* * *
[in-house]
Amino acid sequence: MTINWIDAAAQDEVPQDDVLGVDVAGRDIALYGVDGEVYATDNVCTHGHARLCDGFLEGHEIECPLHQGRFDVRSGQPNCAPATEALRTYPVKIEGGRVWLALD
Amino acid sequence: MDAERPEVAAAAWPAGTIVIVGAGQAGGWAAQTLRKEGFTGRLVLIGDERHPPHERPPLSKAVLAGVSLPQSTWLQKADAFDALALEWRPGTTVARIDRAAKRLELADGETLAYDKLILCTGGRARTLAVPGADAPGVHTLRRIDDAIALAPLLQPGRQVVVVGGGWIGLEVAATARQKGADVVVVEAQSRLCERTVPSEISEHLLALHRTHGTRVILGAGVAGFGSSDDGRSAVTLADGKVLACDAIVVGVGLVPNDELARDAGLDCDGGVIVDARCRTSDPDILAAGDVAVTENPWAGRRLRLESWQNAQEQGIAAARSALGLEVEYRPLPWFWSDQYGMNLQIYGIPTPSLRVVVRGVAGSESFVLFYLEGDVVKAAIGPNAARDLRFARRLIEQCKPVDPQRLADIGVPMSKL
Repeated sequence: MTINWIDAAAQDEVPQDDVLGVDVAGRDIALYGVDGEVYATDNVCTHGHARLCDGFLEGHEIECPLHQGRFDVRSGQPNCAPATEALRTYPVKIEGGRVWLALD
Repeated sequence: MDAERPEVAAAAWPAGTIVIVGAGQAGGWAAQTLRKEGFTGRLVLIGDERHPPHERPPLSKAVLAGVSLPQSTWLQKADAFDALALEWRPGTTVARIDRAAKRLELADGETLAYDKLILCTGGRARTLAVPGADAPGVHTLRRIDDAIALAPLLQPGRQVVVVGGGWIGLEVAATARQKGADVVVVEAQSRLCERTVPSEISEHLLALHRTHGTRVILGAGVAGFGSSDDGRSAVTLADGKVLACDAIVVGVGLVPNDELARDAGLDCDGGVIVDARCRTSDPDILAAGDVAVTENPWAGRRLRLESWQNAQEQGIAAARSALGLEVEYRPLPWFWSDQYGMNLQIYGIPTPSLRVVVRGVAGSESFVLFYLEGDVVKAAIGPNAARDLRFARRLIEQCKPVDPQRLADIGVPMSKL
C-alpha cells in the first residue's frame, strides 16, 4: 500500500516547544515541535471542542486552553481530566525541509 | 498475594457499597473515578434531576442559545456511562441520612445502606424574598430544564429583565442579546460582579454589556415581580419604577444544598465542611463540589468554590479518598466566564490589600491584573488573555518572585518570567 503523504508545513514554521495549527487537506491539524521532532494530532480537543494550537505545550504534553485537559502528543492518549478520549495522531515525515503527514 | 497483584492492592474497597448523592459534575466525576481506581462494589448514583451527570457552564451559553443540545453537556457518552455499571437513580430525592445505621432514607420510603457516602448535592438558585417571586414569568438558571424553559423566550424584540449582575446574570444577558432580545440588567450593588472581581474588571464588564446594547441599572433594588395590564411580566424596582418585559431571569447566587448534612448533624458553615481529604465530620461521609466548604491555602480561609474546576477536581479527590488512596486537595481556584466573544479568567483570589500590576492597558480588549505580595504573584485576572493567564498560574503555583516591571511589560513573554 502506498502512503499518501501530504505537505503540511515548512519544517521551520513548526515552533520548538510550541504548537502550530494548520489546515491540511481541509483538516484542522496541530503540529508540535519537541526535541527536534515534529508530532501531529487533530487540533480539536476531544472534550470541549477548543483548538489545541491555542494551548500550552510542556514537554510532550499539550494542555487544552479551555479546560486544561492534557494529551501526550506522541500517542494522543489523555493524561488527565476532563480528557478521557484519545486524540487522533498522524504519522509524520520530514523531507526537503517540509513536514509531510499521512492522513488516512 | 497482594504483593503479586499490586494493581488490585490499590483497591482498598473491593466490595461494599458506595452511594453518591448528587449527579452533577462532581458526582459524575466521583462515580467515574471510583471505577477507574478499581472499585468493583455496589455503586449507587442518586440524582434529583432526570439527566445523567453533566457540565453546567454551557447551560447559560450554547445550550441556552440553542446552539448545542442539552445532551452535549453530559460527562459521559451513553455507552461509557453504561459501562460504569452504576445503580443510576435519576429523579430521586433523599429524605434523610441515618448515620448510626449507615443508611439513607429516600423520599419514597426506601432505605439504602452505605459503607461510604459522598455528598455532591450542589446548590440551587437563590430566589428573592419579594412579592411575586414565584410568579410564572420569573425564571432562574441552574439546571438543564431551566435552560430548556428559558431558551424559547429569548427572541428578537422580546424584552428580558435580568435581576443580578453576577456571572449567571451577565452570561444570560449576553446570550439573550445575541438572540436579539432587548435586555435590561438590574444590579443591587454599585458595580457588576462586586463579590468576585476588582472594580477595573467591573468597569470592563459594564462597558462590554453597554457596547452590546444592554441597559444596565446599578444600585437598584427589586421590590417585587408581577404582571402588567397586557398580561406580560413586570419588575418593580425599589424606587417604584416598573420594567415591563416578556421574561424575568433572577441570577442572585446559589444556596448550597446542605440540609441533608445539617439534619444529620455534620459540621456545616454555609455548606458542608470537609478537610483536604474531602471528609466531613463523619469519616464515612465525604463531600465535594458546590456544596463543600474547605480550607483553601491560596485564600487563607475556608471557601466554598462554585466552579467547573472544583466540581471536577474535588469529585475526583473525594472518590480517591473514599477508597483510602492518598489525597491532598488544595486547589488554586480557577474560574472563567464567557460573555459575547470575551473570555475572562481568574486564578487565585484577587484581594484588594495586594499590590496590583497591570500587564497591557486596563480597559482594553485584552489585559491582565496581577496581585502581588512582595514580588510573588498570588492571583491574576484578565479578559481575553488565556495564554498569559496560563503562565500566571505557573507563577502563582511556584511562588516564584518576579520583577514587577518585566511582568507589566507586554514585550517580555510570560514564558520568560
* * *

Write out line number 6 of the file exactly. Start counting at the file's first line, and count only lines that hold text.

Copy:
C-alpha cells in the first residue's frame, strides 16, 4: 500500500516547544515541535471542542486552553481530566525541509 | 498475594457499597473515578434531576442559545456511562441520612445502606424574598430544564429583565442579546460582579454589556415581580419604577444544598465542611463540589468554590479518598466566564490589600491584573488573555518572585518570567 503523504508545513514554521495549527487537506491539524521532532494530532480537543494550537505545550504534553485537559502528543492518549478520549495522531515525515503527514 | 497483584492492592474497597448523592459534575466525576481506581462494589448514583451527570457552564451559553443540545453537556457518552455499571437513580430525592445505621432514607420510603457516602448535592438558585417571586414569568438558571424553559423566550424584540449582575446574570444577558432580545440588567450593588472581581474588571464588564446594547441599572433594588395590564411580566424596582418585559431571569447566587448534612448533624458553615481529604465530620461521609466548604491555602480561609474546576477536581479527590488512596486537595481556584466573544479568567483570589500590576492597558480588549505580595504573584485576572493567564498560574503555583516591571511589560513573554 502506498502512503499518501501530504505537505503540511515548512519544517521551520513548526515552533520548538510550541504548537502550530494548520489546515491540511481541509483538516484542522496541530503540529508540535519537541526535541527536534515534529508530532501531529487533530487540533480539536476531544472534550470541549477548543483548538489545541491555542494551548500550552510542556514537554510532550499539550494542555487544552479551555479546560486544561492534557494529551501526550506522541500517542494522543489523555493524561488527565476532563480528557478521557484519545486524540487522533498522524504519522509524520520530514523531507526537503517540509513536514509531510499521512492522513488516512 | 497482594504483593503479586499490586494493581488490585490499590483497591482498598473491593466490595461494599458506595452511594453518591448528587449527579452533577462532581458526582459524575466521583462515580467515574471510583471505577477507574478499581472499585468493583455496589455503586449507587442518586440524582434529583432526570439527566445523567453533566457540565453546567454551557447551560447559560450554547445550550441556552440553542446552539448545542442539552445532551452535549453530559460527562459521559451513553455507552461509557453504561459501562460504569452504576445503580443510576435519576429523579430521586433523599429524605434523610441515618448515620448510626449507615443508611439513607429516600423520599419514597426506601432505605439504602452505605459503607461510604459522598455528598455532591450542589446548590440551587437563590430566589428573592419579594412579592411575586414565584410568579410564572420569573425564571432562574441552574439546571438543564431551566435552560430548556428559558431558551424559547429569548427572541428578537422580546424584552428580558435580568435581576443580578453576577456571572449567571451577565452570561444570560449576553446570550439573550445575541438572540436579539432587548435586555435590561438590574444590579443591587454599585458595580457588576462586586463579590468576585476588582472594580477595573467591573468597569470592563459594564462597558462590554453597554457596547452590546444592554441597559444596565446599578444600585437598584427589586421590590417585587408581577404582571402588567397586557398580561406580560413586570419588575418593580425599589424606587417604584416598573420594567415591563416578556421574561424575568433572577441570577442572585446559589444556596448550597446542605440540609441533608445539617439534619444529620455534620459540621456545616454555609455548606458542608470537609478537610483536604474531602471528609466531613463523619469519616464515612465525604463531600465535594458546590456544596463543600474547605480550607483553601491560596485564600487563607475556608471557601466554598462554585466552579467547573472544583466540581471536577474535588469529585475526583473525594472518590480517591473514599477508597483510602492518598489525597491532598488544595486547589488554586480557577474560574472563567464567557460573555459575547470575551473570555475572562481568574486564578487565585484577587484581594484588594495586594499590590496590583497591570500587564497591557486596563480597559482594553485584552489585559491582565496581577496581585502581588512582595514580588510573588498570588492571583491574576484578565479578559481575553488565556495564554498569559496560563503562565500566571505557573507563577502563582511556584511562588516564584518576579520583577514587577518585566511582568507589566507586554514585550517580555510570560514564558520568560